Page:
Copy Everything From Your Old Drive to Your New One
Buying a new hard drive with lots of storage space can give your PC a new lease on life and can improve your system's performance. But you need to make some decisions before you start transferring your data. I'll show you some smart tricks for moving your apps and files from their old home to their new one, so you can get back to work fast.
I'll assume that you've installed your new drive in your machine as a secondary hard drive (if not, see "How to Install a New Internal Hard Drive in Your Desktop PC"), and that you've successfully booted up onto your normal (old) Windows partition. The operating system has recognized the new, empty drive, and you've formatted the drive in Windows. Now how do you get your data from point A to point B?
You might think your final destination is but a drag-and-drop away-and it is, from a certain point of view. But if you want your new hard drive to be the primary storage device for your system, you need a suitable tool to handle the transfer. Moving the entire contents of your current drive to the new one isn't a task for Windows Explorer, by any means.
If you're satisfied with the storage you already have and want to use your new hard drive as extra space for your PC, just drag and drop the files you want to store on your new drive. But if the files you're moving reside in their default Windows location (such as the Documents, Music, or Videos folder), your system will default to its original folders in all of the applications you run-unless you alter some XP or Vista settings to instruct the operating system otherwise.
Set Up the New Drive as the Primary
You can't just drag and drop the contents of your primary hard drive to a new hard drive. For starters, Windows doesn't run in a void. The operating system itself is composed of a bunch of files on your hard drive. Also, depending on whether you've set up your machine to show Windows' hidden or critical operating system files, you may not be able to select and drag all of the files on the old drive anyway. In short, you will need some help.
One option is to buy commercial software. Norton Ghost ($70) does an admirable job of backing up files, and it has a cloning feature that lets you create a one-to-one replica of your primary drive. After creating this clone (outside the Windows environment), you can pull out your old drive, slap in your new drive, and get right back to work.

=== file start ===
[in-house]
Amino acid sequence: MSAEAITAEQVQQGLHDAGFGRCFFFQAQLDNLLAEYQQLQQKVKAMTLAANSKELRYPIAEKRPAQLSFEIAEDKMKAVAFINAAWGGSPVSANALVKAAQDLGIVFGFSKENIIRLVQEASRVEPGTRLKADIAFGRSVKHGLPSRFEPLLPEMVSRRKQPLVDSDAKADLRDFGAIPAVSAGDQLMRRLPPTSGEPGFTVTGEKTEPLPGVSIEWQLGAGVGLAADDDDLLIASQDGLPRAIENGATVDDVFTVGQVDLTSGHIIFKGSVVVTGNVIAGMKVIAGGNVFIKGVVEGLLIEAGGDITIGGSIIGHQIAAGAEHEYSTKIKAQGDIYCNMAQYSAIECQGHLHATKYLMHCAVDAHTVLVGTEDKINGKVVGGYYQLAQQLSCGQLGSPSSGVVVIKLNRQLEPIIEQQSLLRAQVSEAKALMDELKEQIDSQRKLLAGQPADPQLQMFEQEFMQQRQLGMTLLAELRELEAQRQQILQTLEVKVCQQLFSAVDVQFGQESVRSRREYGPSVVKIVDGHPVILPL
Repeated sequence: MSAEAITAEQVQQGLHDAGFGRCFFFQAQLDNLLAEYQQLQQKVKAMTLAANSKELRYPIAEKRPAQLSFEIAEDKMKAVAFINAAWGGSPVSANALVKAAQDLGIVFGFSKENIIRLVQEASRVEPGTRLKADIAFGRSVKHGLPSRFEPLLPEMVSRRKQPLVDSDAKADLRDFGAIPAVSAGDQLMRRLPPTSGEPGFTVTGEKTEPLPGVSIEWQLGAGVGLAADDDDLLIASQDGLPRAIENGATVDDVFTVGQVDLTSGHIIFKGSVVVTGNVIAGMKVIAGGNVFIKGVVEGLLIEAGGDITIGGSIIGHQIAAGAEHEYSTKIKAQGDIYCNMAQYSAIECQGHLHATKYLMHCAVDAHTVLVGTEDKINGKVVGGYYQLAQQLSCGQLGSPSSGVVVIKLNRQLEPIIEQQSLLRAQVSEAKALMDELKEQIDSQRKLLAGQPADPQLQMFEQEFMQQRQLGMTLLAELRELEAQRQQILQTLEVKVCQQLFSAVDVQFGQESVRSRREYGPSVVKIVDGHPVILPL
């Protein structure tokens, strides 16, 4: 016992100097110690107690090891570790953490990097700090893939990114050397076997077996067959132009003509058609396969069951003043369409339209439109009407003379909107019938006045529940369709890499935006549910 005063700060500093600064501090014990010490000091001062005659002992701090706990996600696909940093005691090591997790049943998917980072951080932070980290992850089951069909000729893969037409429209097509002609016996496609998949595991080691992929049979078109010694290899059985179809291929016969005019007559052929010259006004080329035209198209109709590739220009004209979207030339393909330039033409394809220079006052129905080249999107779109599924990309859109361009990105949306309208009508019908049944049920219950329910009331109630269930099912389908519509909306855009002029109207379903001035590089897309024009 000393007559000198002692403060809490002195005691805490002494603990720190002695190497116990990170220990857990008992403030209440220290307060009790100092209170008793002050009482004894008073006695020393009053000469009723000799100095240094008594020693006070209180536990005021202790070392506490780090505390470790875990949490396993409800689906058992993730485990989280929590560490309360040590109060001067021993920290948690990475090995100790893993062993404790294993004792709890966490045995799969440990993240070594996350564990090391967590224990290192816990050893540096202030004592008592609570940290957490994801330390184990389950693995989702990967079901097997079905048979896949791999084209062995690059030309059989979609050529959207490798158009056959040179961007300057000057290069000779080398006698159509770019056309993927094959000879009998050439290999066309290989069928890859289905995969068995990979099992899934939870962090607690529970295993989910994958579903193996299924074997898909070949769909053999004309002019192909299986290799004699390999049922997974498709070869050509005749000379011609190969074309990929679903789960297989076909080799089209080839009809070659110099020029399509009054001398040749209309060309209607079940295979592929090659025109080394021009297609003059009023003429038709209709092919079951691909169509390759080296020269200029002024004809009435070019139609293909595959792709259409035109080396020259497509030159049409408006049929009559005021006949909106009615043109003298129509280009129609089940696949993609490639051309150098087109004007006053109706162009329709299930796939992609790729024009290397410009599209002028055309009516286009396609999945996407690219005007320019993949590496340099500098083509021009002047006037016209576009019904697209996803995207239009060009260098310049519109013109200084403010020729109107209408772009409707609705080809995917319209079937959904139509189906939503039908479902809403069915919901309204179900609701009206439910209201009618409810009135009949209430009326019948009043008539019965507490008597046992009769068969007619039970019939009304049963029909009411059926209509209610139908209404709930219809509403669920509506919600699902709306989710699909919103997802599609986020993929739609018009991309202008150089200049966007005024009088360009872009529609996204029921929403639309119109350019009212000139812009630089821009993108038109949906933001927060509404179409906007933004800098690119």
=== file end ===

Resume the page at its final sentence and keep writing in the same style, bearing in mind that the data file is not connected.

You can use a free application called DriveImage XML to perform the same task as Ghost. It lets you create an archive of your entire hard drive in two simple files: an XML file containing the backup information, and a DAT file representing a compressed copy of all your files. You can extract this archive on a new hard drive by booting off a Live CD with DriveImage XML preinstalled.
Set Up the New Drive as the Secondary
If you're content with your primary hard drive's size and speed, and you just want the new drive to supplement your existing storage setup, the job is easier. After installing your hard drive, use a program like the free CubicExplorer to transfer files. This Windows Explorer replacement has tabbed windows, bookmarking, and session-saving in its file management window. You can easily switch between different file directories without having to lots of Explorer windows at once. A powerful filtering tool enables you to drill down and view the exact file types that you want to work with.
Once you have set up your folders on your new drive-Documents, Downloads, Videos, and so on-find the original location of these user folders on your XP or Vista drive, right-click, and select the properties option. In XP, you'll be looking for the Target tab; in Vista, it's the Location tab. Click this and look for the box that details where the folder currently resides on your primary Windows partition. Enter the location of where the new folder is on your new hard drive, and click OK. As easy as that, you have established the new hard drive as the primary location for Windows' default folders.
A final note: This trick is only for media-themed folders like My Pictures and My Videos that are created for any new XP or Vista user. You can't remap the Program Files folder using this trick. If only it were that easy!
How to Install a New Internal Hard Drive in Your Desktop PC
Installing a new hard drive in your PC is a fairly straightforward task that an intermediate user can typically accomplish in about 20 to 30 minutes. Follow these simple directions to get your new hard drive up and running quickly.
First, be sure to obtain a new drive that uses the same connector interface as your existing drive. In most current models, this will be a SATA connector. With your new drive in hand, disconnect your PC's power supply, and open up the case.
If the new drive is going to be your system's only hard drive, remove the old one by detaching the power and data cables from it, unscrewing the screws (usually two or four) that mount it to the case, and then sliding the drive out of its cage. Once the old drive is out of the way, screw the new one into the drive cage and attach the power and data cables just as they were on the old drive.
If the new drive is an addition to the existing one, leave the old drive in place and screw the new drive into an empty spot in the drive cage. Then use the SATA cable that came with your new drive to connect the drive to the motherboard's SATA port, according to the motherboard's instructions. Finally, attach an appropriate hard drive power connector from your power supply to the drive.
Once you have connected your new hard drive to your motherboard and power supply, boot up the PC to confirm that the system BIOS recognizes the new drive. If it doesn't, recheck your connections and consult the drive and motherboard manuals. As soon as the system BIOS recognizes everything, close up the case and configure your drive using the advice on the first page of this story.